Why do our students blog?
Many cultural observers have heralded the great democratizing possibilities of the Internet, arguing that those who were once silenced by power and resource inequities can, at least theoretically, broadcast their voices and harness new media to organize and advocate. In this age of communication, rhetoric seems a powerful tool, indeed. Blogging is one such way rhetors can get their message out there, whether they are advocating for political change, building interest communities, sharing experiences and information, or just having fun. Since most blogs are meant for an audience, blogging is an implicitly civic action. Because blogging intimately connects rhetorical practice to civic life and brings together written, oral, visual, and digital media, it’s an ideal activity for this course. Plus, in a 2010 study of blogging in LA 101H, Penn State’s forerunner to RCL,”intensive blogging,” was shown to improve student writing in all areas compared to occasional blogging. This makes sense. The more you practice reading and writing, the better you become.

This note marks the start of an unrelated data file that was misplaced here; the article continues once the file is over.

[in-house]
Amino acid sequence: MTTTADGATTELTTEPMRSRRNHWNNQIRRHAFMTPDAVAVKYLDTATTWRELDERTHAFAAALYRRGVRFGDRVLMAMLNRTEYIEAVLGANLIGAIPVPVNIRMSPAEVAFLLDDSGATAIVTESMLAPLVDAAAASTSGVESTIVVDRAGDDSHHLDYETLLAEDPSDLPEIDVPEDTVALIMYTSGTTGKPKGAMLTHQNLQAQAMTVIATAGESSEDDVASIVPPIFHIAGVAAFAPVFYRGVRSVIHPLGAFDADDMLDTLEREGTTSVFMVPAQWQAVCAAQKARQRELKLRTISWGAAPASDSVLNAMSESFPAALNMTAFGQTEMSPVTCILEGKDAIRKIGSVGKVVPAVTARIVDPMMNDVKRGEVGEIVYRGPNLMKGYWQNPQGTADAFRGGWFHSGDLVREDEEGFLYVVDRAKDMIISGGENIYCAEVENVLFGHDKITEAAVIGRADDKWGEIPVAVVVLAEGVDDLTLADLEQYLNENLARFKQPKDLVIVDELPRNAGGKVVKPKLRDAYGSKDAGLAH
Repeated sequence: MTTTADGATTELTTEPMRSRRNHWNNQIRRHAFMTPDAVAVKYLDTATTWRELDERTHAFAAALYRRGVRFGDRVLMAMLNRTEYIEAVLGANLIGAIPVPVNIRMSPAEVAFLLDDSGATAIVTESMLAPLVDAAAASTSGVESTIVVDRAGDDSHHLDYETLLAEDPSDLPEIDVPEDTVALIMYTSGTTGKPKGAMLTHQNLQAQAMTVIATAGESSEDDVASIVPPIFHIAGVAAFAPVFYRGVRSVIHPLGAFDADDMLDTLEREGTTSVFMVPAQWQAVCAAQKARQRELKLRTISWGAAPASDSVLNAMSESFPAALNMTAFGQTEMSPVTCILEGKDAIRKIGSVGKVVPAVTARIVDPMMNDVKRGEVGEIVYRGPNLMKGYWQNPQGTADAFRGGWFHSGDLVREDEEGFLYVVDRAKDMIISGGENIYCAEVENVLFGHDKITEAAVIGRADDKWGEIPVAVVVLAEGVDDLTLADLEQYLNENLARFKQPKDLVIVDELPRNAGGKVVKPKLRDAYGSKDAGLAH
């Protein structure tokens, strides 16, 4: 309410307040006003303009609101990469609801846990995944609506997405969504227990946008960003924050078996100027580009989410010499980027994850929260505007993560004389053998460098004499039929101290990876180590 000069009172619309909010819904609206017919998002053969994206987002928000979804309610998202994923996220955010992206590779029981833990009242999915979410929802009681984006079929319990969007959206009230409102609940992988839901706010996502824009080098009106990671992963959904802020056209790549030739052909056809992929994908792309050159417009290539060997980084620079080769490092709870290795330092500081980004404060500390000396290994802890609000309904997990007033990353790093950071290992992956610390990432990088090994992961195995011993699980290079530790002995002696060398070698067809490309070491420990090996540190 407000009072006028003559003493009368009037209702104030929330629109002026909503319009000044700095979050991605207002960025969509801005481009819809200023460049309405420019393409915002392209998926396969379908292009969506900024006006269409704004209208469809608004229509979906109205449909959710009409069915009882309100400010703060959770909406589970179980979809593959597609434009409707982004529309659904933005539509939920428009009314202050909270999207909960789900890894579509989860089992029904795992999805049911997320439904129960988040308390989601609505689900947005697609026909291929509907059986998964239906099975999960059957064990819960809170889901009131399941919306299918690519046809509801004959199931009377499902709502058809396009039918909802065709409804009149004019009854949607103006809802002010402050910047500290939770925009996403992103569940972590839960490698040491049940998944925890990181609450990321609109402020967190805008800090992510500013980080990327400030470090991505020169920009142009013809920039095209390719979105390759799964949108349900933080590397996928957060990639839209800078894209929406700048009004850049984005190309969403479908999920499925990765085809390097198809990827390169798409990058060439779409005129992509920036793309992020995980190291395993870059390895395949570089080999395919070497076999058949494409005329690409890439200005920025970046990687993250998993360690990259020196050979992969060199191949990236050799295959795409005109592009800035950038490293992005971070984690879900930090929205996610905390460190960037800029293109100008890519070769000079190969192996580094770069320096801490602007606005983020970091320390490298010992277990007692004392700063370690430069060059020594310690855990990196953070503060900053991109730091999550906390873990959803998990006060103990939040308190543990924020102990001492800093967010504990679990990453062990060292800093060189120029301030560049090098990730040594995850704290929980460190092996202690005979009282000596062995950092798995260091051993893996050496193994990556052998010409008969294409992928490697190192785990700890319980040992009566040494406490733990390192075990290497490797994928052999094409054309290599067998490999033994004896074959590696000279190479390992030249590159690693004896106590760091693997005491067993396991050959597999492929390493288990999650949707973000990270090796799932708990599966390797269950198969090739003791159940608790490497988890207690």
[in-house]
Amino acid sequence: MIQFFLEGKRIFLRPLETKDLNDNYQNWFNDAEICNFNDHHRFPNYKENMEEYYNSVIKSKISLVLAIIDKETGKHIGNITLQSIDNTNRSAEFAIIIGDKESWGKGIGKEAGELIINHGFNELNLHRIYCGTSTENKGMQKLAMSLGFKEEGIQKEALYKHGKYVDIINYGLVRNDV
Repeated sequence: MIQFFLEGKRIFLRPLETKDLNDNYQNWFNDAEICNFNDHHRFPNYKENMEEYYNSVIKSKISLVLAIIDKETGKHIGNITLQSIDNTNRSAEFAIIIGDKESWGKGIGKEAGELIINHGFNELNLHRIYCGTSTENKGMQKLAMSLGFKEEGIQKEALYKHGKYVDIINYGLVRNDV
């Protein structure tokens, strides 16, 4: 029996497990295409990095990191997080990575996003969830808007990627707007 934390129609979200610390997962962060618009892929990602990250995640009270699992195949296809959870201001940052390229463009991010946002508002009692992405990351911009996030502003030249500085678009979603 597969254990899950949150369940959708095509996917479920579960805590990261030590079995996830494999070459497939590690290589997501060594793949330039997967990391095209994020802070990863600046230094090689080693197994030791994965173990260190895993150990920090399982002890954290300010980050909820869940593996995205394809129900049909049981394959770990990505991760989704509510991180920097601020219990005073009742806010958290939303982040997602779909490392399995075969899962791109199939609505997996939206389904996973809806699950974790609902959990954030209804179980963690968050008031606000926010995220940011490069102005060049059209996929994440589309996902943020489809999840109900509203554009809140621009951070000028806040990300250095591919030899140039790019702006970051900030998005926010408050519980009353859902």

For RCL I in the Fall, students create two distinct weekly blog categories–a Passion Blog and an RCL Blog—and post entries in both (due before class) for a ten-session blogging period. Each section spends weekly in-class time reading and responding to one another’s blog posts. Indeed, thoughtful commenting on others’ blogs is a significant component of students’ final blog grade.
Sample Passion Blogs